How to stop being tired all the time

How to stop being tired all the time
By: Dr. Alyssa Musgrove

Everyone feels tired from time to time, whether due to a late night out, traveling, staying up to watch your favorite show, or putting in extra hours at work. Oftentimes you can pinpoint the reason you’re not feeling your best, but what about times when you can’t identify the cause of your fatigue? Here are four common causes of fatigue and some steps you can take to feel re-energized.

Cause #1: Lack of Sleep
According to The American Academy of Sleep Medicine, people between 18 and 60 years old need 7 or more hours of sleep every day to promote optimal health. Unfortunately, studies show 1 in 3 adults are consistently falling short of that recommendation. Not getting enough sleep is not just associated with fatigue, but also impaired performance, a greater risk of accidents, and multiple adverse health outcomes. Improve your sleep by following these tips:

  • Maintain a consistent sleep routine. Go to bed at the same time every night and get up at the same time each morning, even on the weekends.
  • Nap boundaries. Keep naps to 20 to 30 minutes, as studies have suggested that long naps can have opposite effect and leave you feeling groggy rather than refreshed. Also, do not nap too late in the day.
  • Limit time awake in bed to 5–10 minutes. If you find that you are lying awake in bed worrying or with your mind racing, get out of bed and sit in the dark until you are feeling sleepy, then go back to bed.
  • Ensure your bedroom is quiet, dark, and a comfortable temperature. Any light entering your room can disturb your sleep. Make sure light emitted from digital devices is out of sight. Keeping your room at a cooler temperature can also promote sleep.
  • Limit caffeinated drinks. The stimulating effects of caffeine can last for many hours after intake. Try not to consume caffeinated beverages after noon.
  • Avoid tobacco and alcohol before bed. Smoking cigarettes and drinking alcohol before going to bed may cause fragmented sleep.

Cause #2: Poor Diet
Eating a healthful, balanced diet can make a world of difference when it comes to eliminating fatigue. Here are some simple guidelines:

  • Eat the right amount of calories for your sex, age, weight, and activity level. Eating either too much or too little can make you feel sluggish.
  • Fill half your plate with whole fruits and vegetables.
  • Vary your protein. Choose lean poultry and meat, avoid processed meats, choose unsalted raw nuts and seeds, and select some omega-3-rich seafood.
  • Cut down on sugar. Sugary foods and drinks can give you a quick rush of energy, but that rush can wear off quickly and leave you feeling more tired.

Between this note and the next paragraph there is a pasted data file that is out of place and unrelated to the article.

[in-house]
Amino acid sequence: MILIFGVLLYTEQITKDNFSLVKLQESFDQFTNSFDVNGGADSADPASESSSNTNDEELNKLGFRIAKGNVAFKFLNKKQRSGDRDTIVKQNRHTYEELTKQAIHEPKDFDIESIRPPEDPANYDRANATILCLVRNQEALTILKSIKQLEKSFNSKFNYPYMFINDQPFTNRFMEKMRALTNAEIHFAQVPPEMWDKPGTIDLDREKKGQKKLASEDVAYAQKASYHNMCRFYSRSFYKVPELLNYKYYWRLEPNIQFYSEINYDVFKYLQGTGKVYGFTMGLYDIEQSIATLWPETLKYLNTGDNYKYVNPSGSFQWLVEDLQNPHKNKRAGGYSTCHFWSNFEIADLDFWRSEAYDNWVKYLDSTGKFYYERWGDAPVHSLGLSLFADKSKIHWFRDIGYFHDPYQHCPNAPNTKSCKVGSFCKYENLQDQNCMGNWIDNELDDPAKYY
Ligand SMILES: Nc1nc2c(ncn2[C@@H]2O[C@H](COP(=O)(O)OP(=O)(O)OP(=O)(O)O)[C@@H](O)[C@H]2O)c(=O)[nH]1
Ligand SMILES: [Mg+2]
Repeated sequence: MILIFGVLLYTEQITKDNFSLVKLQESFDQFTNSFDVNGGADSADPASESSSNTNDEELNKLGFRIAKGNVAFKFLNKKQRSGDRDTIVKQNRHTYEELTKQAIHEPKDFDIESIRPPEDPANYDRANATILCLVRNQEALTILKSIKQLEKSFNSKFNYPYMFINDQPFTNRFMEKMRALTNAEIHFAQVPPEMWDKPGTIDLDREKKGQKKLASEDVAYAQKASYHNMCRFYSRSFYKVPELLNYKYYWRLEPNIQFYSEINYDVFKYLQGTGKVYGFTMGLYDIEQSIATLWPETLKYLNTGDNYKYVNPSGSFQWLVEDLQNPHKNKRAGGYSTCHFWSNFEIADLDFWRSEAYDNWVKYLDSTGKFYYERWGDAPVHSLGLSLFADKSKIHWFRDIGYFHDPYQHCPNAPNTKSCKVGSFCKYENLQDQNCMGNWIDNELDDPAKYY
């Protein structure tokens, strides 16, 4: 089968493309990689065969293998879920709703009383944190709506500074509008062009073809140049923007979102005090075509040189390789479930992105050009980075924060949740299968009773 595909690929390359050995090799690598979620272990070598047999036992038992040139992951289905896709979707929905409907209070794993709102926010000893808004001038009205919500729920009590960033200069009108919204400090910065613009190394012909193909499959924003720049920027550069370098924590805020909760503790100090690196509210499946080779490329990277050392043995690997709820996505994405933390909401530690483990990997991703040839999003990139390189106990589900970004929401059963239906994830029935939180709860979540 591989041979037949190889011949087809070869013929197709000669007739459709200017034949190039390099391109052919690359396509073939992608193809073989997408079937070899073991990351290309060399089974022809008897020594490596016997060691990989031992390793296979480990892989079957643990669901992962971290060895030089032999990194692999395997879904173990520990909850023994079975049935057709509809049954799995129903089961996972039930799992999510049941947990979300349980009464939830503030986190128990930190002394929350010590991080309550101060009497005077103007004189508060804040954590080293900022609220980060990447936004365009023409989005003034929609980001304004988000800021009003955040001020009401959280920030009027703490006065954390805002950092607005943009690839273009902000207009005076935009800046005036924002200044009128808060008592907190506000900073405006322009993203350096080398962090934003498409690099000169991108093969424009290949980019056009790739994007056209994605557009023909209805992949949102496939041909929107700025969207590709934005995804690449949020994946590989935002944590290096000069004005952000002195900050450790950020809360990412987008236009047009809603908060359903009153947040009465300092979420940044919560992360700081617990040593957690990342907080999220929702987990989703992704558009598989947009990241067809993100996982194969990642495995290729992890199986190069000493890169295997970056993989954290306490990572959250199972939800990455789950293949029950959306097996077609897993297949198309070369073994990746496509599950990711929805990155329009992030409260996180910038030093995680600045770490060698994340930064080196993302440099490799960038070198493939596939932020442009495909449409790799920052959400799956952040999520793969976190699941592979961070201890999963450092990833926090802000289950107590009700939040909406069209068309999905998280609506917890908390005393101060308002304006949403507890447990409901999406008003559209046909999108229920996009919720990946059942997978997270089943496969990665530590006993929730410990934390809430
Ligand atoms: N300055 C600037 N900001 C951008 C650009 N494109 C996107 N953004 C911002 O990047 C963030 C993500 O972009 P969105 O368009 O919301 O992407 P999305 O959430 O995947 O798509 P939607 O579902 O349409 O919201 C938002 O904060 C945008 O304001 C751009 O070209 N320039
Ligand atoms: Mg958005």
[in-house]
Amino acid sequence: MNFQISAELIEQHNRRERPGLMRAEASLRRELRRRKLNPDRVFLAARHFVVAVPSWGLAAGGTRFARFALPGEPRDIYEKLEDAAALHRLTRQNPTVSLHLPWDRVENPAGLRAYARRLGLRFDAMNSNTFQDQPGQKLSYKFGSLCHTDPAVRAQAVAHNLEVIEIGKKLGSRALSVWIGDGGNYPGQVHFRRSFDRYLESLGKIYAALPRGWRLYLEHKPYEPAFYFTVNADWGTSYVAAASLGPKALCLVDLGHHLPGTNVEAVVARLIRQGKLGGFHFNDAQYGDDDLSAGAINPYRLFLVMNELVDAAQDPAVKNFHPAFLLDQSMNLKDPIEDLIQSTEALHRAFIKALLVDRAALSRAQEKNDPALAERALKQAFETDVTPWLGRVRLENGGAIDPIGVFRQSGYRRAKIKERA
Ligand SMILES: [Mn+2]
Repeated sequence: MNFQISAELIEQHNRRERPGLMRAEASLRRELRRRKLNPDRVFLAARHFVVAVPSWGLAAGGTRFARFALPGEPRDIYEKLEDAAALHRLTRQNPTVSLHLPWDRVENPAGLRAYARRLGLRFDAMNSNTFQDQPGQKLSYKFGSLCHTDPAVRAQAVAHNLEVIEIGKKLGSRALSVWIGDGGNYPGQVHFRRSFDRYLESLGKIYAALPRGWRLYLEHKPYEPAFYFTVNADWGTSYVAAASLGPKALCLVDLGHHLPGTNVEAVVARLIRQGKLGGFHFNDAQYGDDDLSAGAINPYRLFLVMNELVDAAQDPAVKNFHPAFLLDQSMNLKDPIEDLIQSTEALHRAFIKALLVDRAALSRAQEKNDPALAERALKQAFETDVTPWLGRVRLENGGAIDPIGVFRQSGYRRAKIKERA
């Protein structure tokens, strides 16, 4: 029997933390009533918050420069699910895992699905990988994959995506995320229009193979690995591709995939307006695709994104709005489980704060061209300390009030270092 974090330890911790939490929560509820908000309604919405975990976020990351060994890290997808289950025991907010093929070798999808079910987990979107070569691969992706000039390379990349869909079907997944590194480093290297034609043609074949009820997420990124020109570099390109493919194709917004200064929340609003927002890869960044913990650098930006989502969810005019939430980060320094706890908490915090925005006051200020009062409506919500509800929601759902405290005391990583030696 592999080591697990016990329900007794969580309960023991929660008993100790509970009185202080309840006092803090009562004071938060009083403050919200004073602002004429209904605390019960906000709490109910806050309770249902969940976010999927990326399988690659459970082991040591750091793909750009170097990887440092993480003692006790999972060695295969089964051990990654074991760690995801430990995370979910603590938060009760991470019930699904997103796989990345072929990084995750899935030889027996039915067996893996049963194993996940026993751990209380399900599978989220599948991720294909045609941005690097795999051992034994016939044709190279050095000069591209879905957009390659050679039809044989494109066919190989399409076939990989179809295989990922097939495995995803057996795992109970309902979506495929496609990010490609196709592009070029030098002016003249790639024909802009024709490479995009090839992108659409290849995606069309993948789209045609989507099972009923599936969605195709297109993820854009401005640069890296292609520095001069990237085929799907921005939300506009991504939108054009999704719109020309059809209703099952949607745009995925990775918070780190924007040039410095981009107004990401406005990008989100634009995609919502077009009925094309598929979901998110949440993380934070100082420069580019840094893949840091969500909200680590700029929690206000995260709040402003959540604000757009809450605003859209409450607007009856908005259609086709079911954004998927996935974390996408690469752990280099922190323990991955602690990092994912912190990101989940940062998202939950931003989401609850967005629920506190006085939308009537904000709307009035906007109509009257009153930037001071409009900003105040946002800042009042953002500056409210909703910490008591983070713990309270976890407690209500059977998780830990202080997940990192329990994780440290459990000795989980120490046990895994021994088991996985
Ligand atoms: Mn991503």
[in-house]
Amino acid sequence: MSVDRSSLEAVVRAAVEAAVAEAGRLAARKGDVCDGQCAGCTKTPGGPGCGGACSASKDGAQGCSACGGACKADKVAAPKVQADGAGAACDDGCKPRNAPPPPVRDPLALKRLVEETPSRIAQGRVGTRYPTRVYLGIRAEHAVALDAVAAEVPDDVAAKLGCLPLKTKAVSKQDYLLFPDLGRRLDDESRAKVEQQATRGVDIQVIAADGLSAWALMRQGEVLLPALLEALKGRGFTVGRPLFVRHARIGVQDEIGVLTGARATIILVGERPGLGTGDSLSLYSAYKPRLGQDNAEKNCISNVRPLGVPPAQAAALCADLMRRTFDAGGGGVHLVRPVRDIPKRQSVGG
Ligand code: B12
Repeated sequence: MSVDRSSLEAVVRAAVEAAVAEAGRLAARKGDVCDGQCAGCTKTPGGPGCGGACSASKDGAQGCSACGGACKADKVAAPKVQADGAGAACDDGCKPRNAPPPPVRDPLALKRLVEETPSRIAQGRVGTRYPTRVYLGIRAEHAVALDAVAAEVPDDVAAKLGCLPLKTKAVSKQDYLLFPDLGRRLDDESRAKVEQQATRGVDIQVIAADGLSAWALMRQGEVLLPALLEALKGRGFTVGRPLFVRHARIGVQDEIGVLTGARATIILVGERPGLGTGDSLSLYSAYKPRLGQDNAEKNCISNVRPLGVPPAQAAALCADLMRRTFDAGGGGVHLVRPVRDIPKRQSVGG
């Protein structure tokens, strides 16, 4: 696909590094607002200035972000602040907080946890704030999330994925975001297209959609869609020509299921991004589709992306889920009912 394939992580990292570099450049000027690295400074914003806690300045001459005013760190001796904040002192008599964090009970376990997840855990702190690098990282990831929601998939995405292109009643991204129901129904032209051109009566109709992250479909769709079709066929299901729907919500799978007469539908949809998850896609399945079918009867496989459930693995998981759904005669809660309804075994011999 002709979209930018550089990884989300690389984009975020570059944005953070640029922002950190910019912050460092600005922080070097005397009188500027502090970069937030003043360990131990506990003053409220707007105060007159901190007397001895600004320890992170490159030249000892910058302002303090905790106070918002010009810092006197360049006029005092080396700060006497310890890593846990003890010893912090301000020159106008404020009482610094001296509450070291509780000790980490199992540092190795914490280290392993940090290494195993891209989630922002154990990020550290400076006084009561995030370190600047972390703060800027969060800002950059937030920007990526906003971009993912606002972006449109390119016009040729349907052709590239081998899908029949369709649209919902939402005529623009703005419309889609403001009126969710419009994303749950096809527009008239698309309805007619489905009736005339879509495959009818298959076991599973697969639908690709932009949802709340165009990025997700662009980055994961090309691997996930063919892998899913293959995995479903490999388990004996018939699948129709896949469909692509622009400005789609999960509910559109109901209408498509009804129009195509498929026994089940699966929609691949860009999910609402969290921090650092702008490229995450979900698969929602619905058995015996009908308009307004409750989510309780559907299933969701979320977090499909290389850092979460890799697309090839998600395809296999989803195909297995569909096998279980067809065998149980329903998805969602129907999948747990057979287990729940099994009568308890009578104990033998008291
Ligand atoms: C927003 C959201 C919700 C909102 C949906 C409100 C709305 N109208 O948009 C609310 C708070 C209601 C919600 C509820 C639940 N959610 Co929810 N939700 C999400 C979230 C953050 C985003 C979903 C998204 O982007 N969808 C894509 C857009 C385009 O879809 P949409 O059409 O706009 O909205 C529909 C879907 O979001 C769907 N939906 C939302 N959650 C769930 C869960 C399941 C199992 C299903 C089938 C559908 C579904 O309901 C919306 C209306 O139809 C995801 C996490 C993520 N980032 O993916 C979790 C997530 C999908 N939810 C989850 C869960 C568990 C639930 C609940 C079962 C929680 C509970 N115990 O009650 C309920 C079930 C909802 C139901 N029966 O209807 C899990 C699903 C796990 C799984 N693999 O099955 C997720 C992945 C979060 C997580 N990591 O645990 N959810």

• Never skip breakfast. Breakfast provides key nutrients and the energy you need to kick-start your day. It is best to start the day with protein and vegetables.
  • Eat at regular intervals. Sustain your energy levels by eating three meals a day and limiting unhealthy snacks.
  • Drink enough water. Drinking water helps prevent dehydration, which results in fatigue, unclear thinking, mood changes, overheating, and constipation. Aim for half your body weight in ounces of water per day.

Cause #3: Lack of Physical Exercise
When you feel tired, sitting on the couch and relaxing may seem to be the only answer. But getting up and moving may be the better option. Research by the University of Georgia found that, compared with sitting quietly, one single bout of moderate-intensity exercise lasting for at least 20 minutes helped to boost energy. An earlier study by UGA also found when sedentary individuals completed an exercise program regularly, their fatigue improved.

The U.S. Department of Health and Human Services Physical Activity Guidelines for Americans suggest adults need 2 hours and 30 minutes of moderate-intensity exercise per week. If you have not exercised for a while, start slowly. Begin with a brisk 10-minute walk each day and build up to walking fast for 30 minutes, 5 days per week. Brisk walking, water aerobics, riding a bike, playing tennis and even pushing a lawnmower are all great options.

Cause #4: Stress
A little stress can make us more alert and able to perform better, but stress is only positive if it is short-lived. Excessive, prolonged stress can cause physical and emotional exhaustion and lead to illness. If the pressures you face are making you feel overtired, try some of these tips:

  • Identify the source. Until you can recognize what is causing your stress, you won’t be able to control it.
  • Learn to say no. Avoid taking on too much. Be aware of your limits and stick to them.
  • Avoid those who stress you out. If there are people in your life causing you a significant amount of stress, try spending less time in their company.
  • Communicate your concerns. Express your feelings instead of keeping them bottled up.
  • Accept what you can’t change. Some sources of stress, such as an illness or the death of a loved one, are unavoidable. Often the best way to deal with stress is to try and accept things the way they are.
  • Get moving. Physical activity can help relieve stress by releasing feel-good endorphins.

If you have made lifestyle changes to do with your physical activity, diet and stress levels, but still feel tired all the time, there could be an underlying medical condition. Arrange an appointment with your healthcare provider to discuss your concerns as soon as possible.

Pathways to Healing specializes in holistic chiropractic care. Dr. Alyssa Musgrove draws on a variety of techniques, including chiropractic, kinesiology, nutrition, food allergy testing and lifestyle counseling to assist clients in achieving optimal health and wellness in one setting. The office can be reached at 706-454-2040.


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